A diagnosis of FM was previously established using the American College of Rheumatology (ACR) 1990 classification criteria, where a certain number of specific tender points were required on physical examination. This was recently shown to be an insensitive method for making the diagnosis and has been revised. Newer criteria include diagnostic variables such as the widespread pain index (WPI) associated with cognitive symptoms, unrefreshed sleep, fatigue, and a number of somatic symptoms. Unfortunately, these symptom criteria overlap other illnesses and are not specific. They don’t tell us why someone develops FM.
It is essential in medicine to get to the root cause of symptoms. In addition to an infection with Borrelia burgdorferi, the agent of Lyme disease, which can cause fibromyalgia, we find that patients often have multifactorial causes for their illness. I call this syndrome Lyme-MSIDS. MSIDS stands for Multiple Systemic Infectious Disease Syndrome, and represents sixteen potential overlapping medical problems contributing to persistent symptoms in my patients.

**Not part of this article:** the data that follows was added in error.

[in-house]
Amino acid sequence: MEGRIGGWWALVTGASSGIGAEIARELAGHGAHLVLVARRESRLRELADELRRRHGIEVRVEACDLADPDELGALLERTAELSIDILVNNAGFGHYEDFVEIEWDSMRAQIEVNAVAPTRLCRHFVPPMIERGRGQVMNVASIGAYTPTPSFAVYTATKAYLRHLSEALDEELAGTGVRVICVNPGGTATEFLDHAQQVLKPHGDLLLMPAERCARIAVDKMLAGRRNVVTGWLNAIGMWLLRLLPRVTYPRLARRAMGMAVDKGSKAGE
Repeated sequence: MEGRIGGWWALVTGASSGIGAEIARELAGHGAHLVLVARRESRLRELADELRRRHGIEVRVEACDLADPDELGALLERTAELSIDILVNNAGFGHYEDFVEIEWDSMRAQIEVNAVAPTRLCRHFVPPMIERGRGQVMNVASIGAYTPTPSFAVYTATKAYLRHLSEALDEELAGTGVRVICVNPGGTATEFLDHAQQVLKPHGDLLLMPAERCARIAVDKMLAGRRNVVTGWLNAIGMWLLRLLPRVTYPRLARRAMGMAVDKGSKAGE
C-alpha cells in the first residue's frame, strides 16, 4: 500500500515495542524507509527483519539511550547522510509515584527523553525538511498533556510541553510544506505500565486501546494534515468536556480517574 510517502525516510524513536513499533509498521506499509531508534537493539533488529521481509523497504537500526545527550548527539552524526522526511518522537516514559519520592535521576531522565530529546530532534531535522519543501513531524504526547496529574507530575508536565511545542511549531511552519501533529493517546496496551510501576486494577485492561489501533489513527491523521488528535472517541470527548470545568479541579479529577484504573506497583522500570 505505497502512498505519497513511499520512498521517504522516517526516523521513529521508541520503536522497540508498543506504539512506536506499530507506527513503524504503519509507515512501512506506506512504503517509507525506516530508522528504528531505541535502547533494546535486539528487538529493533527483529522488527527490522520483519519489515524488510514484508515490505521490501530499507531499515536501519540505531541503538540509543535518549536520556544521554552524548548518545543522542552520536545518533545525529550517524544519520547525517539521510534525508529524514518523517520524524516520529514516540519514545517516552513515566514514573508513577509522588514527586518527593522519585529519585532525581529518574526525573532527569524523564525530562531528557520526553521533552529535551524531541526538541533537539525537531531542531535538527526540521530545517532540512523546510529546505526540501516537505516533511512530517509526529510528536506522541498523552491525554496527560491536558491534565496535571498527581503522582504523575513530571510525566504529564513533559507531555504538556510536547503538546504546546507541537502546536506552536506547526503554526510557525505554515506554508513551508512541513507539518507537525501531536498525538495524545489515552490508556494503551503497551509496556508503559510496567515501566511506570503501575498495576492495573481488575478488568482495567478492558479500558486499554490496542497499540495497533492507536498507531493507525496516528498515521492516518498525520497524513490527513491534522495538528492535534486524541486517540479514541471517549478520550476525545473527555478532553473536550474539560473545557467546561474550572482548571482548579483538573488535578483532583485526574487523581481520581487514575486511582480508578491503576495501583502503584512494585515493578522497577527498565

The first point on the MSIDS map is infections. Ticks are now containing multiple bacterial, viral and parasitic infections which can be transmitted simultaneously with Borrelia burgdorferi, the agent of Lyme disease. Patients infected with Lyme disease and associated co-infections are much sicker and resistant to standard therapies. An example of a viral infection causing FM symptoms is human herpes virus-6 (HHV-6). Nearly 100% of adults today have been exposed, and it can reactivate later in life secondary to immunological and environmental factors. HHV-6 has been linked in the scientific literature as a possible cofactor in ADD, autism spectrum disorder and MS, apart from its links to CFS and Fibromyalgia. It is therefore one of many infections that can cause chronic fatigue and musculoskeletal pain.